Financial Times story on a leaked version of the Oakervee HS2 report, 19 Jan 2020

[Financial Times, 19 Jan 2020][…]

The review led by Doug Oakervee, a former chairman of HS2, also recommends that work on phase 2b of the project from the West Midlands to Manchester and Leeds be paused for six months for a study into whether it could comprise a mix of conventional and high speed lines instead.

“On balance”, it says that ministers should proceed with the 250mph railway, which would stretch from London’s Euston station to Birmingham in its first phase and then to Leeds and Manchester by 2040, seven years later than the original target. But although the final draft of the review recommends that the project should proceed, this is subject to “a number of qualifications,” it says.

“Further work” is needed to assess the scheme’s impacts on regional growth and it is “hard” to say what economic benefits will result from building it. HS2 would need to be accompanied by investment in local transport and “transport investment alone will not ‘rebalance’ the UK economy,” it adds.

On BBC Radio 4’s World At One (20 January 2020), Oakervee panel member Professor Tony Travers described the report as being in ‘final draft’ form. However, on the same channel’s ‘PM’ show a few hours later, another Oakervee panel member, Andrew Sentance, said he was surprised to hear it described as a ‘draft report’.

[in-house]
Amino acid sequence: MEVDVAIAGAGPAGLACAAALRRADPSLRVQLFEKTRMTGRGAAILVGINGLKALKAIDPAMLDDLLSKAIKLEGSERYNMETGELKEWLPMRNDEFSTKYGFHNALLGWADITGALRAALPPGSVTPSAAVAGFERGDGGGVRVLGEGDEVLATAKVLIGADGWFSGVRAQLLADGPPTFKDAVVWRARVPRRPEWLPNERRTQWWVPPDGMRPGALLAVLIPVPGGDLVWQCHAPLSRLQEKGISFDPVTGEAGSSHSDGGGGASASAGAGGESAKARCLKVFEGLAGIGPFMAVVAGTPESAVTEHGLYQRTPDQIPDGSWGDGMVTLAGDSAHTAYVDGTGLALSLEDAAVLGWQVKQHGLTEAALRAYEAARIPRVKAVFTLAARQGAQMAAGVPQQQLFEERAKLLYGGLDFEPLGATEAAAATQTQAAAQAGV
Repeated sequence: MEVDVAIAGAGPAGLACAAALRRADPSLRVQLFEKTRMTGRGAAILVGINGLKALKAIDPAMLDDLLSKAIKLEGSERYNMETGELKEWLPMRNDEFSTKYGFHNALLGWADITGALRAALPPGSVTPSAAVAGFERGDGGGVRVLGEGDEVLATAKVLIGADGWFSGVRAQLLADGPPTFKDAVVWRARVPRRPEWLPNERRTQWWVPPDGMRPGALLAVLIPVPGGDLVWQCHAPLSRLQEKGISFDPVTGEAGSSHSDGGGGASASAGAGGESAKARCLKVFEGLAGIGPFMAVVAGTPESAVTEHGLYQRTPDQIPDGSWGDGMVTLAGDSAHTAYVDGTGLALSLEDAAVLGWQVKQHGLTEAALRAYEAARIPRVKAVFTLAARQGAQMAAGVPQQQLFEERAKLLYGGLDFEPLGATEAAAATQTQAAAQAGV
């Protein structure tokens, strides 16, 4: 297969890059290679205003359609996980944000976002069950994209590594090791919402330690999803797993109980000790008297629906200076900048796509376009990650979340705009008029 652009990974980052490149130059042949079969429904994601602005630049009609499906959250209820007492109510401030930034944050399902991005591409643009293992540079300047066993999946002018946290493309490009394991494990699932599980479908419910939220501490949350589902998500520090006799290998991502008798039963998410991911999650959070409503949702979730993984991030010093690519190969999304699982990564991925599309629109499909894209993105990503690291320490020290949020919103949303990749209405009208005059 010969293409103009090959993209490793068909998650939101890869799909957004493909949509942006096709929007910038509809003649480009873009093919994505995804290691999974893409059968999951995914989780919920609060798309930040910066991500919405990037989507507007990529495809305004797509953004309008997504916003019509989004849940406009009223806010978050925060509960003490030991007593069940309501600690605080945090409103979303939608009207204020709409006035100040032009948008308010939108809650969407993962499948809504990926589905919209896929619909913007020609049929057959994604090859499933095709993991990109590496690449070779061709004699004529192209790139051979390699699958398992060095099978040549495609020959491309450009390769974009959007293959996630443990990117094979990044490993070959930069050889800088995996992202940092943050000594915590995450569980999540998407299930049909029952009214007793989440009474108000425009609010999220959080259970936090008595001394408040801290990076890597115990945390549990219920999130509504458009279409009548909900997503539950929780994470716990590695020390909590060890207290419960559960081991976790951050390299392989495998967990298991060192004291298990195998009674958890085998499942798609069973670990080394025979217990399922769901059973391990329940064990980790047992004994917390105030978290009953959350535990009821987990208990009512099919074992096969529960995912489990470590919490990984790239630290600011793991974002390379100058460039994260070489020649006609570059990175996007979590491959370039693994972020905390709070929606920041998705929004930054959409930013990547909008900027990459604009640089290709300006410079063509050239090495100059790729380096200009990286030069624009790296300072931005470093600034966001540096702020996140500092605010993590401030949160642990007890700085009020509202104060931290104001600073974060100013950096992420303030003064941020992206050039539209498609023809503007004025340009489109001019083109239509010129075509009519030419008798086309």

twitter, @omrgriffiths on comments made by Andrew Sentance on Radio 4 'PM'

Mr Sentance then popped up on the 7pm Channel 4 News to claim “various people in government” were ‘spinning in different ways’.

Written by beleben

January 21, 2020 at 11:44 am

Posted in HS2, Politics

Mythter know-it-all

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HS2 offers ‘the same capacity as a ten-lane motorway in normal use’ and could deliver ‘more efficient use of three of the UK’s main railway lines’, Jim Steer’s High Speed Rail Industry Leaders Group claimed on 11 November, in a tweet promoting an ‘independent review of the carbon case for HS2′.

twitter, @RailLeaders, '#HS2 will have the same capacity as a ten-lane motorway in normal use and will also deliver more efficient use of three of the UK’s main railway lines. Read more in our latest report written by @safemyth: #GoHS2GoGreen #HS2AllTheWay'

[HSRILG, 11 Nov 2019]

HS2 will have the same capacity as a ten-lane motorway in normal use and will also deliver more efficient use of three of the UK’s main railway lines. Read more in our latest report written by @safemyth […]

“Read more in our latest report.”

So this supposedly ‘independent’ HS2 carbon review (‘HS2 – towards a zero carbon future’) by Raiph (a.k.a. Ralph) Smyth, is actually a report written for the High Speed Rail leaders lobbying group.

twitter, @njak_100, 'Excellent sustainability report on #HS2 out today. This table highlights DfT's conservative modal shift targets vs OECD figure for *actual* modal shift achieved by completed European HSR schemes. Full report at' (11 Nov 2019)